Author Archives: Sharon Howard

Five Reasons for Historians to Learn R

In which I do some cheerleading for the R Project for Statistical Computing. 1. You’re almost certain to find it worth the effort Often, in the endless “should academics learn to code” debate, it’s not clear to newcomers what you … Continue reading

Posted in Digital History, Resources | Tagged , | 1 Comment

Defendants’ voices and silences in the Old Bailey courtroom, 1781-1880

This is a version of the paper I gave at the Digital Panopticon launch conference at Liverpool in September 2017. In the interests of fostering reproducible research in the humanities, I’ve put all the data and R code underlying this … Continue reading

Posted in Academic Work, Crime/Law, Digital History, Digital Panopticon, Old Bailey Online | Leave a comment

Settlement and Removal: Poor Relief and Exclusion in 18th-century London

From the Act for the Relief of the Poor of 1662, or so-called “Settlement Act” onwards, various pieces of 17th- and 18th- century legislation formally codified entitlement to parochial poor relief by “settlement“. The main ways of gaining a settlement … Continue reading

Posted in Early Modern, London Lives Paupers, Plebeian Lives, Women/Gender | 1 Comment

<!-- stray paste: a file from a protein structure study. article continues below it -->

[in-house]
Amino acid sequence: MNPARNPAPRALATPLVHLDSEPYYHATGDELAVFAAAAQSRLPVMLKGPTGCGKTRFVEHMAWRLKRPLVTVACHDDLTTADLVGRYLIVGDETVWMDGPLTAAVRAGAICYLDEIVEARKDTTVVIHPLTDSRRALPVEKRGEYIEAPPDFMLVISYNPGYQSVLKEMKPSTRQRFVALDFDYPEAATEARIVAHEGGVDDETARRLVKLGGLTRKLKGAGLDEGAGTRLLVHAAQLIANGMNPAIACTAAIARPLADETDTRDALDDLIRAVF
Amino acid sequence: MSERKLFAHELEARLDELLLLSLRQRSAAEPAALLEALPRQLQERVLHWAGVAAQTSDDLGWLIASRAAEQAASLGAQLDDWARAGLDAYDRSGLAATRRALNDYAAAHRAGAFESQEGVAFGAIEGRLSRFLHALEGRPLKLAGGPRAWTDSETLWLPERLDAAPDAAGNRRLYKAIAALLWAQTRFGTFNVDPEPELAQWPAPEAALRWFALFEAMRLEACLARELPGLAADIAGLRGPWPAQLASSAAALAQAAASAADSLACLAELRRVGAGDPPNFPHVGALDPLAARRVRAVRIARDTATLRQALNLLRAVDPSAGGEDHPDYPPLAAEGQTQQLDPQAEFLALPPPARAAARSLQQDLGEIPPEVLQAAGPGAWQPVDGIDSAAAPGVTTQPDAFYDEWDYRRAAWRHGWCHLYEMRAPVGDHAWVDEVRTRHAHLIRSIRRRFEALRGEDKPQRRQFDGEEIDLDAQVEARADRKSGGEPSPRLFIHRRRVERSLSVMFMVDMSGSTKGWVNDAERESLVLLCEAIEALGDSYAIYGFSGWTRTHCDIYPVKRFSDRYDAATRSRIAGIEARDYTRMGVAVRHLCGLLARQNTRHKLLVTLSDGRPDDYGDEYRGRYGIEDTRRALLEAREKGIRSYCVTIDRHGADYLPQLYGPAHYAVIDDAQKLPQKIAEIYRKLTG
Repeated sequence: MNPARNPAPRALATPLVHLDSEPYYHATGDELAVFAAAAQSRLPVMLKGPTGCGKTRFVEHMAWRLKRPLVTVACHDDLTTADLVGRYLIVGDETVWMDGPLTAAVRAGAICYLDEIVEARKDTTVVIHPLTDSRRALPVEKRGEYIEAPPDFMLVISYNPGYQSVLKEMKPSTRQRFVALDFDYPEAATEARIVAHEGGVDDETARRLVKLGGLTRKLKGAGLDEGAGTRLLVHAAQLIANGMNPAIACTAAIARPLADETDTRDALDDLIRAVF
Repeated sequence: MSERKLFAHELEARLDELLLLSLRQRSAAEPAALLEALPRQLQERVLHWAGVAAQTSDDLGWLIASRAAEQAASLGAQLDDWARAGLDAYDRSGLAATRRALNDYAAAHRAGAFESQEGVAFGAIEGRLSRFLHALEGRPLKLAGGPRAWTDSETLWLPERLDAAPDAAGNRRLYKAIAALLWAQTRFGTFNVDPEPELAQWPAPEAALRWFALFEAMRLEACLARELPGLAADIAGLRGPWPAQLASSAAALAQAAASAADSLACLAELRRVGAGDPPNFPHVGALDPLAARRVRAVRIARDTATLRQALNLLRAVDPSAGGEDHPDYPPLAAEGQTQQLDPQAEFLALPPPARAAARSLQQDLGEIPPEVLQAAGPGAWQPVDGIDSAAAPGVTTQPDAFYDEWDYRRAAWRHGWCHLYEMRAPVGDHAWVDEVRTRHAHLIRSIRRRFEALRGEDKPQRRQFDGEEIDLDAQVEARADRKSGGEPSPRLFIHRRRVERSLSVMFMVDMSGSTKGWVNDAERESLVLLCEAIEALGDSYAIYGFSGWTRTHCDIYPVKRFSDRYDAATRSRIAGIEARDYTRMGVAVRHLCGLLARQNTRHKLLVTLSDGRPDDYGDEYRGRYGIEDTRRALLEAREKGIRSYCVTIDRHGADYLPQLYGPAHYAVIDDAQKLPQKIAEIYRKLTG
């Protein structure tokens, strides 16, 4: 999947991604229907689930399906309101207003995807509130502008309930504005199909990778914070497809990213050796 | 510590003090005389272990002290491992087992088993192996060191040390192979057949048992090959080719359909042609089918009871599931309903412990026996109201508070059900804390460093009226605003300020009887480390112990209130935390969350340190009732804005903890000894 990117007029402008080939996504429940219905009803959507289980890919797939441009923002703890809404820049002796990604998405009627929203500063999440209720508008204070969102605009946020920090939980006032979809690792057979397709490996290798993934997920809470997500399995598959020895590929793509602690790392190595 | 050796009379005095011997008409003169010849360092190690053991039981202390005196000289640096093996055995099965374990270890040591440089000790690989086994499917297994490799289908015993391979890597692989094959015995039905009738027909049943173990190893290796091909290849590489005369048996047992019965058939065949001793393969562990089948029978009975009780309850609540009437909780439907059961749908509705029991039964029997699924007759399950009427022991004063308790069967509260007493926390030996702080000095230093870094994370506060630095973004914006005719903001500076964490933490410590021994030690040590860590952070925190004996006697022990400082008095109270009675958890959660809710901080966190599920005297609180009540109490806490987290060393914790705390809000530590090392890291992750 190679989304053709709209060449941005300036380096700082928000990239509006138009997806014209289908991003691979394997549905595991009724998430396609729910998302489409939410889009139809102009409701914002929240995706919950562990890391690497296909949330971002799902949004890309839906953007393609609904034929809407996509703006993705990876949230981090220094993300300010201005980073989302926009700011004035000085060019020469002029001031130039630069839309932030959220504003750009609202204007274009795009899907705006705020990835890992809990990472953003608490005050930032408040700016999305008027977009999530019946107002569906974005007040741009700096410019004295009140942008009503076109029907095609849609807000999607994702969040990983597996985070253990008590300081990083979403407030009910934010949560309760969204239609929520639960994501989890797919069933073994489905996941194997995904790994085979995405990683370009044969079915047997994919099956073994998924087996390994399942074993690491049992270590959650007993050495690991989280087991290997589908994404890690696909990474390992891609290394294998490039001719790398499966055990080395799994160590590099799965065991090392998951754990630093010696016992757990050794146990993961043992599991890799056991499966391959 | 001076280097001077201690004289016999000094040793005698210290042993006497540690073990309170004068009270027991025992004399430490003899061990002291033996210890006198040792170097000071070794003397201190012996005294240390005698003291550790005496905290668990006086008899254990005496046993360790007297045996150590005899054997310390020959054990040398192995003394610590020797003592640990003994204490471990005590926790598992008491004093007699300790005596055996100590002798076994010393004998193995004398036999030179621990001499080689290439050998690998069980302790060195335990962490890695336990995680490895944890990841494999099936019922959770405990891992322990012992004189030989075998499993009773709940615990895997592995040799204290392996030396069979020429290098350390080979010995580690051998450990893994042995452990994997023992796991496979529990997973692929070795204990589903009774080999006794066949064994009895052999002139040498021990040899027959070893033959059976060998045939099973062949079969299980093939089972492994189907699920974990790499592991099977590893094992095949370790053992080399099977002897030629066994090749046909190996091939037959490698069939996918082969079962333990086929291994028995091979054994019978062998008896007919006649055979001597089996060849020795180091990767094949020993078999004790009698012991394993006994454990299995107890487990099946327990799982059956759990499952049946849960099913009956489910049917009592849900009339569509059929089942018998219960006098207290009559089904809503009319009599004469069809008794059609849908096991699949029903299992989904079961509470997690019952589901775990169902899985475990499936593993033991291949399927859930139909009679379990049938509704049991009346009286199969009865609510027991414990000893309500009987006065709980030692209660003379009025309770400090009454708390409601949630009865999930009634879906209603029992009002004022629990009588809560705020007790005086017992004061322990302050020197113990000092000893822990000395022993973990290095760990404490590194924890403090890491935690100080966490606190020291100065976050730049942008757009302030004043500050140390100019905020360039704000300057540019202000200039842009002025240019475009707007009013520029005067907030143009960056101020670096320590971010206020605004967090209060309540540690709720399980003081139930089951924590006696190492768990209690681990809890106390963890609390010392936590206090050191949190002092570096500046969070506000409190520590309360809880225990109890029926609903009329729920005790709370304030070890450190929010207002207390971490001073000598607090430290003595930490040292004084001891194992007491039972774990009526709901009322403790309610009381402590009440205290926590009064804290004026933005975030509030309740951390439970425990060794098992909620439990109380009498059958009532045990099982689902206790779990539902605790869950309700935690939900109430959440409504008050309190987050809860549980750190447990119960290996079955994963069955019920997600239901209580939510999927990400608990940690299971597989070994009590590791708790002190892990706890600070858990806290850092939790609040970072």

Women’s History Month 2017: Afterthoughts

To wrap up this month, this post is just a few notes – half-formed thoughts, not ‘conclusions’ – on some recurring themes that struck me as I was writing and researching posts (and shaped some of my choices as the … Continue reading

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Women Petitioners: Belinda Sutton, an ex-slave in Massachusetts

In February 1783, Belinda Sutton petitioned the Massachusetts General Court for a pension from the estate of Isaac Royall Jr, her late master. (In this petition she names herself simply ‘Belinda, an Affrican’, but in later documents she gave the … Continue reading

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Women Petitioners: London Servants

I’m going to round off WHM2017 with a couple of posts indulging my current interests in petitions. Today I have two petitions from the London Lives Petitions Project: both are from working women who petitioned London magistrates for help after … Continue reading

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The Journey of Sarah Knight (1666-1727)

In October 1704, Sarah Knight left her home town of Boston, MA, for a five-month journey on horseback to New York, which she recorded in a travel diary which is memorable for its descriptions of the perils and people she … Continue reading

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Mary Saxby (1738-1801), an 18th-century vagrant and memoirist

Mary Saxby’s Memoirs of a Female Vagrant was published posthumously, with the twin goals of raising some money for impoverished relatives and ‘prompting the active beneficence of the present age, to regard the wandering classes of the poor, with that attention … Continue reading

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